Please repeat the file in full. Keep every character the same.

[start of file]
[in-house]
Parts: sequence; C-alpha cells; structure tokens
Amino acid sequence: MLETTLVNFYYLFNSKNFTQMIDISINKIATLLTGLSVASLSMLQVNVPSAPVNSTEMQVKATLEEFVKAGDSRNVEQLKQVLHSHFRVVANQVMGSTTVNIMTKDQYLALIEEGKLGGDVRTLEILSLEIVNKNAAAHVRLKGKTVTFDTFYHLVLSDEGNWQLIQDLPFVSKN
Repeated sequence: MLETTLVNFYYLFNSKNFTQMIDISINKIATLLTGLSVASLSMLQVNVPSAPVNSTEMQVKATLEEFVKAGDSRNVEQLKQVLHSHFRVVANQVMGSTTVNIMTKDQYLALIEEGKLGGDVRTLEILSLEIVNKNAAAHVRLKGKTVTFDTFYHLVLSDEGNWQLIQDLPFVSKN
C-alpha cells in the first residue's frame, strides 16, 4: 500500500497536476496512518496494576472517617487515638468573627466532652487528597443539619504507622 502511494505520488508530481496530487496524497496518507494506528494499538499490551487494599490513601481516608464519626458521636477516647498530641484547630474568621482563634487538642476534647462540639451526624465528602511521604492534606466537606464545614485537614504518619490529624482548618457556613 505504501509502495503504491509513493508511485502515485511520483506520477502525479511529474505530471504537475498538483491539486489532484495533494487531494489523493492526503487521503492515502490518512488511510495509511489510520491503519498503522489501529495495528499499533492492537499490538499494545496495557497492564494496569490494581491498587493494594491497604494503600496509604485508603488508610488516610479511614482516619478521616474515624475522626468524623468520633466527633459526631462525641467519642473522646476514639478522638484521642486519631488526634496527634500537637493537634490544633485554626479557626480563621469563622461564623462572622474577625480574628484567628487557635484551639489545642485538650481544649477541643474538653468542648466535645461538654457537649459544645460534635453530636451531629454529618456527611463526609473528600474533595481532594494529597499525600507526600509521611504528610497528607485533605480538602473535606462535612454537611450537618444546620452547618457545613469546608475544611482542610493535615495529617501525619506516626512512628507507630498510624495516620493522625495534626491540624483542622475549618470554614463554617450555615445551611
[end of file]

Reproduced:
[in-house]
Parts: sequence; C-alpha cells; structure tokens
Amino acid sequence: MLETTLVNFYYLFNSKNFTQMIDISINKIATLLTGLSVASLSMLQVNVPSAPVNSTEMQVKATLEEFVKAGDSRNVEQLKQVLHSHFRVVANQVMGSTTVNIMTKDQYLALIEEGKLGGDVRTLEILSLEIVNKNAAAHVRLKGKTVTFDTFYHLVLSDEGNWQLIQDLPFVSKN
Repeated sequence: MLETTLVNFYYLFNSKNFTQMIDISINKIATLLTGLSVASLSMLQVNVPSAPVNSTEMQVKATLEEFVKAGDSRNVEQLKQVLHSHFRVVANQVMGSTTVNIMTKDQYLALIEEGKLGGDVRTLEILSLEIVNKNAAAHVRLKGKTVTFDTFYHLVLSDEGNWQLIQDLPFVSKN
C-alpha cells in the first residue's frame, strides 16, 4: 500500500497536476496512518496494576472517617487515638468573627466532652487528597443539619504507622 502511494505520488508530481496530487496524497496518507494506528494499538499490551487494599490513601481516608464519626458521636477516647498530641484547630474568621482563634487538642476534647462540639451526624465528602511521604492534606466537606464545614485537614504518619490529624482548618457556613 505504501509502495503504491509513493508511485502515485511520483506520477502525479511529474505530471504537475498538483491539486489532484495533494487531494489523493492526503487521503492515502490518512488511510495509511489510520491503519498503522489501529495495528499499533492492537499490538499494545496495557497492564494496569490494581491498587493494594491497604494503600496509604485508603488508610488516610479511614482516619478521616474515624475522626468524623468520633466527633459526631462525641467519642473522646476514639478522638484521642486519631488526634496527634500537637493537634490544633485554626479557626480563621469563622461564623462572622474577625480574628484567628487557635484551639489545642485538650481544649477541643474538653468542648466535645461538654457537649459544645460534635453530636451531629454529618456527611463526609473528600474533595481532594494529597499525600507526600509521611504528610497528607485533605480538602473535606462535612454537611450537618444546620452547618457545613469546608475544611482542610493535615495529617501525619506516626512512628507507630498510624495516620493522625495534626491540624483542622475549618470554614463554617450555615445551611